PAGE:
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Lethbridge Herald Newspaper Archives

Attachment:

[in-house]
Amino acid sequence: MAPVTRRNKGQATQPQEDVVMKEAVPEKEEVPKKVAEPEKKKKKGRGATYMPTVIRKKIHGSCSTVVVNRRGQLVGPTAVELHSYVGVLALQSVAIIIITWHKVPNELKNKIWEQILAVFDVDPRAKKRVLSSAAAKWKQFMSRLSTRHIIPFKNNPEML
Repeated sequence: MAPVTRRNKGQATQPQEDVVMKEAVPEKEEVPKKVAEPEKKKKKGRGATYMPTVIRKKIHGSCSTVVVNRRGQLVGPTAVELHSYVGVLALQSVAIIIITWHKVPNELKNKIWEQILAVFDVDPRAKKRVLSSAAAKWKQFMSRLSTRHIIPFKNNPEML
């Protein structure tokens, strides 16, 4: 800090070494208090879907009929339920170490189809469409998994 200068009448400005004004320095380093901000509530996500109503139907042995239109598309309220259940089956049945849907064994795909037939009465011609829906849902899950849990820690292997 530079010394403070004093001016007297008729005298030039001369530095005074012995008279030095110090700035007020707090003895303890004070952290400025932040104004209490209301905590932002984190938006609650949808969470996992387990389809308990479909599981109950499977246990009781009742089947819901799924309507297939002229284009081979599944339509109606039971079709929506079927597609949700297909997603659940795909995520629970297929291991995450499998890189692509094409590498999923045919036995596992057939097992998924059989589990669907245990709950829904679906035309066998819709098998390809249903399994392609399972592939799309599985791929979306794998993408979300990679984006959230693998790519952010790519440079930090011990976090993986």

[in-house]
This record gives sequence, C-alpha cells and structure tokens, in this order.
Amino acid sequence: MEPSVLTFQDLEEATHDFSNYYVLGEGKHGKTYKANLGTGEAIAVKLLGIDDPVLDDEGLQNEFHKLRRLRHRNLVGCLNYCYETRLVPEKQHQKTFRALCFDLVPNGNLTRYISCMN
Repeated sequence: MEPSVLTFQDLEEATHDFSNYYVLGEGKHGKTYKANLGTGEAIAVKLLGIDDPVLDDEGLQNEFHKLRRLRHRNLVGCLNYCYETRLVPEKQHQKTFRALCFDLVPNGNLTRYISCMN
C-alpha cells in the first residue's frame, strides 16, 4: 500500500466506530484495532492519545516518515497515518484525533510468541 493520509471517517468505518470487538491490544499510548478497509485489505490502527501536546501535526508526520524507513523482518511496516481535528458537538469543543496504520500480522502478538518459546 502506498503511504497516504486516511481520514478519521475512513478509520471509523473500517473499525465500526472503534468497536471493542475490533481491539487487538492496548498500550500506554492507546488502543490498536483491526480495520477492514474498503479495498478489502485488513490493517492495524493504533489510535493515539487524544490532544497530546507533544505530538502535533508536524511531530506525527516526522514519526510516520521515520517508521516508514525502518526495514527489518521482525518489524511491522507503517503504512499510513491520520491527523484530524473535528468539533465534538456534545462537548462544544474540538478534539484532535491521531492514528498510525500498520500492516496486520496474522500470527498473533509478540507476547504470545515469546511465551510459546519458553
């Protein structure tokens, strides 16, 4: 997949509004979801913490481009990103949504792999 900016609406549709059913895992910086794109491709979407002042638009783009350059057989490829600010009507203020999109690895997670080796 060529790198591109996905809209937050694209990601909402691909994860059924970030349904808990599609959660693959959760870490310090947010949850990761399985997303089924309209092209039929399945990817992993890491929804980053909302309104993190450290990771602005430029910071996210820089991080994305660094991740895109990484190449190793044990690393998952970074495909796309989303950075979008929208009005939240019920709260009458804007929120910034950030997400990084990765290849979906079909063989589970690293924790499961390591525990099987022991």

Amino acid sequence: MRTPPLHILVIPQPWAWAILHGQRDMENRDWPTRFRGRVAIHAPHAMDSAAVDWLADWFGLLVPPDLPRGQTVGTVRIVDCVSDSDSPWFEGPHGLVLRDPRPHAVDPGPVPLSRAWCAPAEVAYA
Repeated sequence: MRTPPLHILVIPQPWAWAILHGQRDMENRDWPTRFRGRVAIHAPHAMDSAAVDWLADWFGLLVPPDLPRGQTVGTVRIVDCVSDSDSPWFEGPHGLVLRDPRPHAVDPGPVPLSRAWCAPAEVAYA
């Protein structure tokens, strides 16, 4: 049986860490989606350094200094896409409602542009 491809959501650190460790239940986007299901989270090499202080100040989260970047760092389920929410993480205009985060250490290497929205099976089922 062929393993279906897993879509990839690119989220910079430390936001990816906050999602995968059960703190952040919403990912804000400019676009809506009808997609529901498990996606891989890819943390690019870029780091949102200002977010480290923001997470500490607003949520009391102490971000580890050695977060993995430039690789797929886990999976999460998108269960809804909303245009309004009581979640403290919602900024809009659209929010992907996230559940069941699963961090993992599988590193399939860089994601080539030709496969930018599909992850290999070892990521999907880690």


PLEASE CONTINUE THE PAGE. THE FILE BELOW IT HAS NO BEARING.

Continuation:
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Lethbridge Herald, The (Newspaper) - September 11, 1972, Lethbridge, Alberta -Monday, 11, 1972 _ THE UTHM1DGI HERALD _ 21 Births, Deaths, Funerals, Of Thanks, Memoriams DEATHS TAYLOR Arzella, passed In Cardston on Monday, September 11, 1972, at the ago rf 84 years, beloved wife the late Lewell Taylor of Cardston. Funeral arrangements will be announced when completed. CHRISTENSEN SALMON FU- NERAL HOME LTD., Directors o[ Funeral Service. C4210B WILSON Passed quietly at home on Sunday, September 10, 1972, Kalhryn Anne, aged 13 years, beloved ot Mr. and Mrs. Donald G. Wilson of 1224 6th Avenue A S. Besides her parents, Kathy Is survived by lour brothers, Robert, Alan, John, Jim, and her grandpar- ents, Mr. and Mrs. J. F. John- son, all of this city. In lieu ol flowers, donations may be sent to the Canadian Cancer Society or the charity of your choice. Cremation arrangements by MARTIN BROS. LTD. C4209 ROSSI Joseph, beloved husband of the late Maria Rossi (Rizze) of Blairmore, passed away on Saturday, September 0, 1972 at age 82 years. He was born in Caidate, Province of Mllano, Italy on October 19, 1869 and came to Canada in 1913, settling in Frank and sev- eral years later moved to Blair- more, where he resided since. He was predeceased by his wife, Maria in Blairnwrc In 1967. Survivors include two sons, Charles and Hoy, of Bit'Trmorc and two sisters in Italy. Funeral service will be held in Fantin's Blairmoro Chapel on Wednesday, Septem- ber 13 at a.m.. with Rev. Jim Hagel officiating. Inter- ment will follow in the family .plot, Blairmore Catholic Cem- etery. In lieu of flowers, per- sons wishing may donate to the Dr. Aiello Memorial Fund, care of the Cfowsnest Pass Hospital, Blairmore. FANTIN CHAPELS IN MEMORIAM SERA In loving memory of a dear husband, father and grandfather, Frank Sera, who passed away September 11, 1938. Four lonely years have passed away, Since our great sorrow fell, The shock which we received that day, We still remember well. Our hearts sfill ache with sad ness, Our secret tears still flow, For what it meant to lose you No one will ever know. When we are sad and lonel; And' everything goes wrong, We seem to hear you whispe. Cheer up ar.d carry on. remembered and sac ly missed by wife Julia ant daughters Blhel, Ann anc families. 8789 FORECASTER DIBS Dominic Charlie, British Co- lumbia's most famous weath- erman, Is dead. He used the signs of nature as his guide and maintained his weather predictions were just som- sense. LLAMA GIVES BIRTH BORDEAUX, France ter) Shaken by a' 10-seconc earth tremor, a llama gav birth here to a young male 1 days prematurely at a zoo nea here. Super powers reach parity in arms spending LTD., Is in charge. C4210 GANGER Helen, passed iway in Lethbridge on Friday, September 8, 1972 at the age of 74 years, beloved wife of the -late Mr. John Ganger, ot 1313 9th St. N. Mrs. Ganger was born in Kopashnowo, Czecho- slovakia and came to Canada and Lethbridge in 192fi and has resided here ever since. She loved to garden and had beauti- ful flowers in her yard and home. She leaves to mourn her passing; seven sons, John, of Lelhbridge, Michael of Calgary, Peter of Lethbridge, f of Vancouver, Steve of Surrey, B.C., George of Prince Gcorye, B.C. and Paul of Lethbridge; three daughters, Mrs. Steve (Helen) Vucurevich of Leth- bridge, Miss Annie Ganger of Raymond, and Mrs. Tom (Mary) Berncr of Edmonton, 31 grandchildren and eight great- grandchildren, and one sister in Czechoslovakia. She was prede- ceased by her husband, Jolm in 1002 and an infant son in 1934 and several brothers and sis- ters. Requiem Mass will be cel- ebrated on Tuesday, September 12, 1972 at 10 a.m. in St. Volcdy- myr's U k T a i n i a n Catholic -Church, with Rev. L. R. Syven- key as celebrant. Interment will follow in Mount Calvary Cem- etery. Prayers will be said Monday (tonight) Sept. 11, 1972 fit 8 p.m. in the Christcnsen Chapel. CHRISTENSEN SALM- ON FUNERAL HOME LTD., Directors of Funeral Service. C4210A FUNERAL 1-ivTERSON Funeral ser- ficc for Christian Pet- erson, heloved husband of Mrs. Hell a Peterson of Raymond who died at Raymond Thurs- day, Sept. 7, 1972, at the age ot 94 years, was held at 2 p.m. Saturday, Sepl. fl, 1972, in the Taylor Stake Chapel of the LDS Church with Bishop J. D. Bridge officiating. Pallbearers were Gerald Rutherford, Merlin and Grant Pctorhon, Kiddle, Brent Jensen and Otto Lehr. Interment was in the Temple Hill Cemetery. Christ- ensen Salmon Funeral Home Ltd., Directors of Funeral Ser- vice, was in charge of the ar- rangements. By CY FOX LONDON (CP) Soviet spending on defence now seems to have reached at 1 e a s t the American level, says an eval- uation of the world arms situ- ation issued by an independent instilule here. The International Institute for Strategic Studies says the So- viet expenditure for 1972 may be between five and 10 per cent higher than the United Slates figure if calculated at U.S. price levels. Estimate from the U.S. gov- ernment "suggest that Ameri- can outlays have recently tend- ed to fall while Soviet defence outlays increased, says the in- stitute in a report published today. All this indicates is that in 1971 there was virtually pari- ty in defence spending between the two snper the report continues. But in evaluating the current oalaoce between American and Soviet missile might, it adds that "neither super-power can consider itself to have any sig- nificant advantage to engage In nuclear warfare without in- curring obliteration." Both powers have continued lo develop the quality ot their missile systems despite the re- strictions on quantity resulting from their recent agreements on strategic arms limitt-'Jon. PEARSON CHAIRMAN The London based institute, of which former Canadian prime minister Lester B. Pear- son is chairman, says the Rus- sians continue to overhaul the Americans in rocket launches while the U.S. has gone further ahead in warheads. The strategic arms limitation agreements commonly re- ferred to as part of a formal Soviet American treaty limiting the anti-ballistic missile systems of both sides for an indefinite period and their stock of offensive strate- gic missiles for five yeiX The institute suggests that the U.S. ar.d the Soviet Union "are entirely unable to disarm each other by a first strike against strategic forces." But each power "has within its armory a number and vari- ety of both delivery vehicles shift in favor of the East." The institute finds that "tl New Ice Age creeps over hemisphere NORWICH, England (AP) new Ice Age is creeping over e Northern Hemisphere, and e rest of this century will row colder and colder, a Brit- K expert on climate says. Prof. Hubert Lamb, director climate research at the Unl- ersity of East Anglla, had a ;w comforting thoughts in an iterview Sunday: "The full impact of the new ce Age will not be upon us or another years and ven then it will not be as se- ere as the last great glacial jeriod. We are past the best of the Inter-glacial period which hi'.J- pened between and years he continued. "Ever since then we have been on a downhill float re- g a r d i n g temperature. There may be a few upward fluctua- lions from time to time but these are more than olfset by the general downward trend." TEMPERATURES DIP Lamb said temperatures have been slowly dipping for the last 20 years. "We are in a definite down- hill course for the next two cen- he said. "The last 20 years of this century will be progressively colder. After that the climate may warm up again but only for a short pe- riod of decades." History in comic books TORONTO (CP) Now It's "The stories are as accurate Deadly icebergs plague shipping Warsaw pact is intrinsically ca- pable of a faster buildup in the early stages ot a war situation, particularly if local or general surprise is achieved." NATO HAS MORE NATO has about nuclear warheads while the Soviet fig- ure is about NATO and the Eastern Eu- ropean bloc each has areas of military activity in which it is superior to the rival group. But the Warsaw pact advantage in numbers is a very real one, the report says. Moreover, the Soviet Union can "launch a battlefield nu- clear offensive on a massive scale if it should choose or can match any NATO escalation with broadly similar options." Referring lo such marine areas as the North Atlantic and the Mediterranean, the institute says the West still enjoys supe riority at sea but "the Soviel fleets are now able to offer a challenge at every level of mili tary or politico military ac tion." On China, the report notes the death of Defence Minister Lin Plao as an event "likely to have undermined morale in the officer corps besides causing a hiatus in defence planning." The Chinese army "lacks the facilities and logistic support for protracted large-scale mili tary operations outside says the institute. NEW YORK (CP) The In- .ernational Ice Patrol ended a Jong cold summer on the North Atlantic this week wiih a report that a record icebergs plowed through shipping lanes. The U.S. Coast Guard said Canadian-based planes were joined this year by special sur- face vessels which radioed warnings to shipping and ted information to a computer wliich plotted the probable course ot the deadly bergs. The Ice season began about one month earlier than usual this year, with tlie international patrol going into operaion Feb. 29 and continuing until Labor Day. The icebergs topped the previous high ot recorded to 1929, said Capt. Eugene )elaney, ice patrol director nth the U..S Coast Guard. Delaney said this year's eavy season was dut record cold temperatures TRAFFIC REROUTED MILAN (Reuter) The mair cathedral square here is to b closed to all traffic except tro leys because vehicle vibralio is affecting (he foundations o the city's Golhic cathedra started in 1380 and complete in the last century. .ngering "sea Ice" and a hange in the usual pattern of :old currents. SHIPS FORCED SOUTH Shipping was. forced to travel iouth of normal trade routes to avoid hitting the icebergs. "What normally happens to he Oapt. Delaney said, "Is, that as they move south below the 48th parallel, .hey hit warmer air and water :emperatures. This limits the jerg's life span to a matter of weeks or even days." This year the Labrador Cur- rent penetrated into the Gulf Stream, the captain said, low- ering the water temperature considerably and prolonging the life of icebergs. Also, sea ice, the flat, table-top ice which de- veloped during the win- ter, stayed later into toe spring and, by restricting the water's motion, reduced normal erosion of the bergs, he said. Canadian history in comic books. A group of young Toronto art- isis and writers has taken Epi- sodes from Canada's past and transformed them into fast- paced books In the familiar comic format, which will be distributed to Toronto schools and libraries. Using a Opportunities for Youth grant, six artists and five writers spent a month re- searching story lines and pe- riod costumes, as well as read- ing comic books, before putting anything down on paper. They are covering such topics as the life of Louis Riel, the Metis rebel who led a Prairie revolt in the 1880s the creation of the North West Mounted Po- lice and the destruction of the Huron nation by the Iroquois in the 1600s. as says 21-year-old artist John Heard, who thinks here is a future for Canadian- produced comic books. "There are 21 million Cana- dians who haven't seen a Cana- dian comic book since the end of the ban on United States comics during the Second World he adds. "If we could get them published, I'm sure there would be a market for Canadian comic books in Canada." He says about six members of the group would stay in the comic book field If they could find a market and some finan- cial backing. "The toughest thing Is to get Canadian publishers to recog- nize the fact that there is talent in Canada and a market for writer Cal Lucas, 19, says. Lamb said climale changes ome in cycles determined by astronomical and physical fac- ors. Ho said one main cause s the amount of radiation re- vived from the sun. "Wo know that the behavior sf the sun changes at inter- 'als and these changes liavo heir effect, he said. "The distance between the earth and the sun also varies hrough the ages as the earth's orbit increases or decreases its elliptical path. "The tilting of the earth M It rotates around its own axis also makes the polar Ice cap grow, and this affecfc the air masses around it." The last great Ice age took ilace about years ago and was the sixth In a period of about one million years. The great Ice sheets covered most of the British Isles and North America. The ice was at least feet thick. "I don't think it will be quits as serious this Lamb said. "But there will be a lot of glaciers on high ground which do not exist at present." New artificial kidney macliine cheaper, faster MONTREAL (CP) A new Artificial kidney machine, ilmed at making treatment iheaper, faster and more ac- cessible to people with kidney iisease, was tested at Royal Victoria Hospital this week. Dr. T. M. S. Chang, a McGill University physiology profes- sor, invented the machine rtiich is the size of a gallon jug and weighs less than a pound. Only a small proportion of the people who need kidney machine assistance receive it, Dr. Chang said, "because of the cost and complexity" of the standard machines. Standard machines which re- move poisonous wastes in dam- aged kidneys cost between 000 and but Dr. Chanj says his would cost less if il were mass produced. On conventional machines which are the size of slandart refrigerators blood must pass through yards of tubing to bring it in contact with purify- ing This process re- quires twice-weekly, eight-hour sessions lor a patient. On the doctor's macliine, the resistance to blood now is low and the procedure takes only a couple of hours. Dr. Chang said his invention came about when he put acti valed charcoal filters in arti icial cells he Invented in 1956. Most waste products are ab- sorbed as they pass through the The cells can be replaced imply and Inexpensively when they become saturated. "It is not yet a complete arti- icial the doctor said. 'Other systems for the removal of urea, electrolytes and water still must be developed for clin- cal uses." Tow schooner SAN JUAN, Puerto Rico (Reuter) United Stales Coast Guard spokesmen said the 60- foot Canadian schooner Bounty with five persons aboard was taken safely under tow by the cutter Point Whitehorn. Bounty lost its rudder about 100 miles south of Puerto Rico while en route from St. Thomas in the U.S. Virgin Islands to South America and called for assist- ance. No further details were available. BOBBY LIKES NIXON REYKJAVIK, Iceland (AP) Bobby Fischer, the new world chess champion, said Friday lie favors President Nixon over Senator George McGovcrn In the November presidential election. IN MEMORIAM SERA In loving memory of a dear father and grandfather, Frenk Sera, who passed away on II. A certain smile, a certain face, A certain someone none can replace, Wishing today as 1 have wish- ed before, That God would have spared you many years more. remembered and sad- ly missed by Jean, Lome, arel family. find weapons capable of de- stroying any conceivable com- bination of second-strike tar- gets within the other's terri- tory." The SALT treaty on anli-hal- lislic missiles allowed the pow- ers to deploy such weapons to on extent which the institute finds, at least in the case of cities, to be "little more than symbolic." The instilule Bays Uio Soviet Union now is maintaining one- quarter of its army formations on the Chinese border. IMPROVES PRODUCTION China, on the other hand, Is steadily improving its defence production and currently de- ploys some medium-range bal- listic missiles and perhaps in- tercontinental missiles as well. For its part, the U.S. has larger air and naval formations in Southeast Asia than was the case a year ago despite its withdrawal of ground forces from Vietnam. The institute's report, called The Military Balance 1972-1973, lists Canada as having total armed forces of men. Comparing the strength o( NATO, of which Canada is a member, with that of the So- viet-led Warsaw pact, the Lon- don centre says: "The general pattern over tie years has been a gradual STRICKEN RELATIVE An unidentified relative of one of the members of Israeli Olympic leam killed by Arab terrorists irt Munich, is given support as she. viewi caskets which were flown lo Israel. DunEop Ford Invites you to meet the People Pieasers When It comes to transportation needs we're the total people pleasers and at present we have some great buys wailing for you in new cars, 1972 strators and fine quality used cars. Or if you prefer well order your 1973 now for delivery in just a few short weeks. HIGHEST POSSIBLE TRADE-IN ALLOWANCES LARGEST SELECTION IN TOWN! LAST CALL ON THE GREAT 1972s MODEL AVAILABLE GALAXIE 4-dr. sedans ......only 5 GALAXIE 500 2-dr. hardtops only 6 LTD BROUGHAMS Some wilh air conditioning.................. only 6 PINTO........................only 7 MAVERICKS...................only 9 MUSTANGS only 7 TORINOS .....................only 10 STATION WAGONS only 4 LIGHT TRUCKS only 25 NO DOWN PAYMENT BANK-RATE FINANCING 1972 DEMONSTRATOR i STOCK NO. 54 1972 GA1.AXIE 500 2-DOOR HARDTOP. Fully STOCK NO. 113 1972 CUSTOM 500 2-DR. HARDTOP. Fully STOCK NO. 1939 1972 Vi TON V8, auto., radio, parts STOCK NO. 196 1972 GALAXIE 500 2-DR. HARDTOP, with air 1970 PONTIAC SEDAN 8 cyl., auto., <1OQC new paint. Now TOYOTA 2 Door 4 speed, radio. Now 1970 DATSUN STN. WAGON 4 cylinder, J JAVELIN SST 2-DR. HARDTOP. VB, aulo., mileage. JggQQ 1970 DODGE SEDAN low mileage. MAVERICK 2 Door 6 cylinder, 3 ORDER YOUR 1973 NOWl car introduction will be In just a few short weeks and we have ever 95 1973 show models ordered from factory. Come In this week and let us show you pictures, col- our charts, interior trims and alf other fnforma- tion pertaining to tho 1973 model11 and by ordering your 1973 now you'll get today's hfgh trade Fn allow- ance for your present car, plus delivery In just a few short weelci, SALES HOURS: Open 8 a.m. to 9 p.m. Saturday 9 a.m. lo 5 p.m. This Is "FORD COUNTRY" "What Do You 1510 MAYOR MAGRATH DRIVE and 16th ;